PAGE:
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Cora v. Chicago Housing Authority

FEBRUARY 23, 1971.




APPEAL from the Circuit Court of Cook County; the Hon. JOHN C. FITZGERALD, Judge, Presiding.


Alonzo Cora, plaintiff [a minor], was alleged to have been injured by a falling pipe when he was on a construction site collecting pop bottles which he intended to return for cash. Plaintiff brought an action for damages against Gust K. Newberg Construction Co. [Newberg], and Industrial Patrol Service [Industrial], defendants. Newberg brought a counterclaim against Industrial, seeking indemnity from Industrial. In its counterclaim Newberg alleged that if it was guilty of any negligence it was passive, and that if negligence was the cause of the injury in question, it was the active negligence of Industrial.

Plaintiff and his witnesses [minor companions of plaintiff at the construction site] testified that a guard had given them permission to come upon the property. Witnesses for Industrial, who were other minor companions present at the time of the incident, testified that they, along with plaintiff, entered the premises through an opening in the fence which enclosed the site. However, there was disagreement among these witnesses as to the location and nature of the occurrence.

At the conclusion of the trial in the Circuit Court of Cook County, the jury returned a verdict finding defendant Newberg liable for damages in the sum of $5,250, and finding no liability as to defendant Industrial. Furthermore, the court entered an order granting Industrial's motion for directed verdict to Newberg's counterclaim.

It was brought out at the trial that plaintiff's injuries were sustained at the construction site of the Robert Taylor Homes on Sunday, September 17, 1961, between 2:00 and 3:00 P.M., where plaintiff and his companions were collecting bottles. Plaintiff testified that although there was a fence surrounding the area, he and his friends were able to enter the property by gaining permission from a Negro guard who was allegedly standing at the gate. Gloria Cora, plaintiff's mother, testified that she had given her son permission to go to the construction site.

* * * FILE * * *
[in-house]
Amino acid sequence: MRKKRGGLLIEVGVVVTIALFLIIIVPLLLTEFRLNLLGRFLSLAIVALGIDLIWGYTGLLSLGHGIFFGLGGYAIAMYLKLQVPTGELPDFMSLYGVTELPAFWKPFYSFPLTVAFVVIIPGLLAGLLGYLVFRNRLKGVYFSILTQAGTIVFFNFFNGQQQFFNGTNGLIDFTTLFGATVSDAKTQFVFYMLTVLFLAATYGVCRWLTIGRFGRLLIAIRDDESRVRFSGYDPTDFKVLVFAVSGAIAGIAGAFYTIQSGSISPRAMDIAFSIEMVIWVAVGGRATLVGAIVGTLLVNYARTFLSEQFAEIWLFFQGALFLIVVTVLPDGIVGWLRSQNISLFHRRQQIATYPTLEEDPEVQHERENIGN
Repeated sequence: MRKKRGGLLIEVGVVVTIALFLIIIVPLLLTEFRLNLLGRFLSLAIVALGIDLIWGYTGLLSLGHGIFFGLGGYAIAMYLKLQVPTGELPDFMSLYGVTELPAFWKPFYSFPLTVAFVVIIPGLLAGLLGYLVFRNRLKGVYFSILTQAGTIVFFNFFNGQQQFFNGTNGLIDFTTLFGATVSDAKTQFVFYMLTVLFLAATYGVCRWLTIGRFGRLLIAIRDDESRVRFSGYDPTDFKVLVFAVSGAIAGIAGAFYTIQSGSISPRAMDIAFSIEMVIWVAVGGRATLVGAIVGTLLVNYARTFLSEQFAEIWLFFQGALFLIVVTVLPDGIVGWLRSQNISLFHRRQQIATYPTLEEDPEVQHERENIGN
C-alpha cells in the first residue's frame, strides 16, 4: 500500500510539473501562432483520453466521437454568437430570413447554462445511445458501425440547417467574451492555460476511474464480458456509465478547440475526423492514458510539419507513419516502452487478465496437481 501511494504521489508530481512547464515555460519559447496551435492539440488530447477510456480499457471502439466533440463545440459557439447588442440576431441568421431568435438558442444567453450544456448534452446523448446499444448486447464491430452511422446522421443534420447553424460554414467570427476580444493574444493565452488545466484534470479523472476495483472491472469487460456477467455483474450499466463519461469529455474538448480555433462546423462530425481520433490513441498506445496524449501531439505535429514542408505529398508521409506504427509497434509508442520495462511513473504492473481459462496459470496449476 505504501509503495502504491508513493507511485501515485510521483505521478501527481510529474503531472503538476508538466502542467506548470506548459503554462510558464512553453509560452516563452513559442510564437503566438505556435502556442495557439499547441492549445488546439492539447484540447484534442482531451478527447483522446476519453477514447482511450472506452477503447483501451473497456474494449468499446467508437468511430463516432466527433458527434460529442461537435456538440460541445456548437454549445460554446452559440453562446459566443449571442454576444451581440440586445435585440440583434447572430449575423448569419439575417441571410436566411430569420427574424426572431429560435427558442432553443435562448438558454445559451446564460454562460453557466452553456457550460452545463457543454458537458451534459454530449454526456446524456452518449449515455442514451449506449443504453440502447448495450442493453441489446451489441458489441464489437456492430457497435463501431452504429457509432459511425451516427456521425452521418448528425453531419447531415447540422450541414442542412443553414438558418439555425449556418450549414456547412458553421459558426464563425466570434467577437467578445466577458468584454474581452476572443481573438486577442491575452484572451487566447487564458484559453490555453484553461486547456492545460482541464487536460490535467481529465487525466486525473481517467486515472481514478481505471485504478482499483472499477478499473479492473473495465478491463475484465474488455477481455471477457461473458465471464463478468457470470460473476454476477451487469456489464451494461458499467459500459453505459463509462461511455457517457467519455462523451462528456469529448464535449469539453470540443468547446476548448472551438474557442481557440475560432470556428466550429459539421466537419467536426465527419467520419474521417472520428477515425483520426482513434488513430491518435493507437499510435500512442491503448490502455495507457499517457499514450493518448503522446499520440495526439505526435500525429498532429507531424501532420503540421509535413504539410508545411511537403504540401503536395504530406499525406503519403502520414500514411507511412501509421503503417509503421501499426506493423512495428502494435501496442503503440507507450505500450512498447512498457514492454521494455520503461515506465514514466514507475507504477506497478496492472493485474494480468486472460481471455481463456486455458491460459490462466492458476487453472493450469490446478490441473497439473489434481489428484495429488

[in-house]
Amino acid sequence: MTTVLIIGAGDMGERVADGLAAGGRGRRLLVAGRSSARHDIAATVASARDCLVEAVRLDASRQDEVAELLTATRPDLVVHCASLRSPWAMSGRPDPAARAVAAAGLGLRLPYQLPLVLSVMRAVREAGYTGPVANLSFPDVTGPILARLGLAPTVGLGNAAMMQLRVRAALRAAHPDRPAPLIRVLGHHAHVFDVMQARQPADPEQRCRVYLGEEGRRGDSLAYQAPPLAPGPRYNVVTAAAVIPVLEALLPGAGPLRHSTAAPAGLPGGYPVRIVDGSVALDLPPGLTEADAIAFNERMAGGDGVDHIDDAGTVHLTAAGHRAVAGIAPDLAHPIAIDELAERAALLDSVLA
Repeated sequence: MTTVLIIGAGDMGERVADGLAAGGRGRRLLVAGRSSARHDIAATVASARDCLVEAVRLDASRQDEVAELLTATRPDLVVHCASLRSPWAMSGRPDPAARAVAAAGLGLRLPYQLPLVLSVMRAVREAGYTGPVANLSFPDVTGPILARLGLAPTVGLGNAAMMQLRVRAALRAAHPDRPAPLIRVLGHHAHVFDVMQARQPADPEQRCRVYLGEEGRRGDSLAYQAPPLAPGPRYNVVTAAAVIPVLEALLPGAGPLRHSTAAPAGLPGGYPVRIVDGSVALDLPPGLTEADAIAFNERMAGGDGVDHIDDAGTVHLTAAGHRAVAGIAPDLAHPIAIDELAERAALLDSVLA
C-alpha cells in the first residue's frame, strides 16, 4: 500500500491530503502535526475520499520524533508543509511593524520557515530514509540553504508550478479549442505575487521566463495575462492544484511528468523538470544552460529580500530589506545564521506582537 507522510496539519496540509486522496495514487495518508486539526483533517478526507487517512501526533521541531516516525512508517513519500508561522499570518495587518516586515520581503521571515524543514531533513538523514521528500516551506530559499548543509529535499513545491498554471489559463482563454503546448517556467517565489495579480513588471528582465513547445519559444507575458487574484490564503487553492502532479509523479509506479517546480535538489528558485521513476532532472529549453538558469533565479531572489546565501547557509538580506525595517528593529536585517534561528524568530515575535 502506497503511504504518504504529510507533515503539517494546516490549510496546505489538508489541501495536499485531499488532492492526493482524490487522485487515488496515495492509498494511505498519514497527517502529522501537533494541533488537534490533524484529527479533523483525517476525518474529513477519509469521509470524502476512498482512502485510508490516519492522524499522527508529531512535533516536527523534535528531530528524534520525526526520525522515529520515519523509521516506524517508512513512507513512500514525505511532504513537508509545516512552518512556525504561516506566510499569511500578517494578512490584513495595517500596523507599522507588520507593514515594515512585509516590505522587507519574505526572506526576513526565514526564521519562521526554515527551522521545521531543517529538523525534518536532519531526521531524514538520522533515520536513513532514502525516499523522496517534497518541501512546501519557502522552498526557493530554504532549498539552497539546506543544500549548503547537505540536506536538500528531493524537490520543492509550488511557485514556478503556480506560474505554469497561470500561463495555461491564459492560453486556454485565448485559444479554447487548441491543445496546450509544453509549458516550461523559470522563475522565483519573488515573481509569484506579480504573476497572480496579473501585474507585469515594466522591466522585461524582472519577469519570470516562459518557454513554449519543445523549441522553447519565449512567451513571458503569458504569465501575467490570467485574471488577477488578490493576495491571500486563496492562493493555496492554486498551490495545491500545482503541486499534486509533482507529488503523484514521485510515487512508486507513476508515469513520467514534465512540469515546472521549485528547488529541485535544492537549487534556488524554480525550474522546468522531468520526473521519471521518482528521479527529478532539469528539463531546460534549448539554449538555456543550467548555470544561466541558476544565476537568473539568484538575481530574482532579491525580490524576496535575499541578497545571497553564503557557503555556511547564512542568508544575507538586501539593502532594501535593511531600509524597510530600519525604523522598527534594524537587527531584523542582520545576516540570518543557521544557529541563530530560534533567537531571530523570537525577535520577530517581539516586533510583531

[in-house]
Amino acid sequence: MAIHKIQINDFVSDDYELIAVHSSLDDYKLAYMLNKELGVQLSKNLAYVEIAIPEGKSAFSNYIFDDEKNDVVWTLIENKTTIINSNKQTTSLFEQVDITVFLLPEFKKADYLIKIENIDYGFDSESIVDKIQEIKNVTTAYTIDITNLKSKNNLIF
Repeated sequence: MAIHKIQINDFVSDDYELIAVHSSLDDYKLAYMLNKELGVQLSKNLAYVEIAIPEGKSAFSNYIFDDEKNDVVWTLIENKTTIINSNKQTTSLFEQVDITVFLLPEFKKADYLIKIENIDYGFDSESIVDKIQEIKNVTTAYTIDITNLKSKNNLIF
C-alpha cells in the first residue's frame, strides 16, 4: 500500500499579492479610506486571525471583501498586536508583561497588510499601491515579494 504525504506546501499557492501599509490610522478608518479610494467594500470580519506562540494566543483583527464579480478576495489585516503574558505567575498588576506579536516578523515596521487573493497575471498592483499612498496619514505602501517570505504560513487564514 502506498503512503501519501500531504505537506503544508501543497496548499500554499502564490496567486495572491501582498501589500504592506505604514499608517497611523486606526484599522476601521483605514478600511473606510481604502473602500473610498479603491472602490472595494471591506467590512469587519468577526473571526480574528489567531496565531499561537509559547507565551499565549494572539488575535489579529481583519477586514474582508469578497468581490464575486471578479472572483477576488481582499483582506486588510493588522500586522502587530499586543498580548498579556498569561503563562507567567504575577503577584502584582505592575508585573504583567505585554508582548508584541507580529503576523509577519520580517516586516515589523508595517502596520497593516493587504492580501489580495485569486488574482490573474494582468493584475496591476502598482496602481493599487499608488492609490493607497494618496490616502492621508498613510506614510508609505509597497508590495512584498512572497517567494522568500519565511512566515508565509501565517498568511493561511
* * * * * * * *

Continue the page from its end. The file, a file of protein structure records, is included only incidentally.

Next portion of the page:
Ray Cora, plaintiff's brother, was called as a witness on behalf of plaintiff. He stated that he was with plaintiff on the day in question; that there was a Negro guard standing inside the gate; that he heard the plaintiff ask the guard if they could enter, and the guard said they could, but that they should not go inside the buildings.

Oscar Peterson, another witness called by plaintiff, testified that on the day in question there was a guard standing at the gate.

Rodney Daniels testified on behalf of Industrial that on the date in question he accompanied plaintiff to the project, but that they entered through a section of fence which had been rolled back to permit access to trucks. He stated that there was no guard at the entrance when they went in.

Industrial also called Verne Hayes, Johnny King, and Arlis Robinson to testify. Hayes was an employee of Industrial, where his duties consisted of instructing and supervising the guards, and occasionally visiting the construction site. He testified that on September 17, 1961, the guard on duty between 8:00 A.M. and 4:00 P.M. was Arlis Robinson, a white male, approximately six feet all, and weighing about 180 pounds. Robinson testified that he was the only guard assigned to the Taylor Homes at the time of the incident, and that he had not given any children permission to enter the site.

Johnny King testified that he had gone with plaintiff to the project; that they entered through a hole in the fence; and that he did not see or hear the plaintiff ask a guard for permission to enter, nor did he see any guards in the area.

Although there appears to be no doubt that a pipe actually fell on plaintiff's leg, and that he was on the construction site at the time, there is nothing in the record to show what caused the pipe to fall or from where it fell.

The contentions raised by Newberg are:

1). "It was not foreseeable that plaintiff would come upon the premises, since the record indicates that his motive in so doing was pecuniary;

2). The fact that plaintiff's mother allowed him to come to the project constituted an intervening cause which would preclude any negligence being the ...

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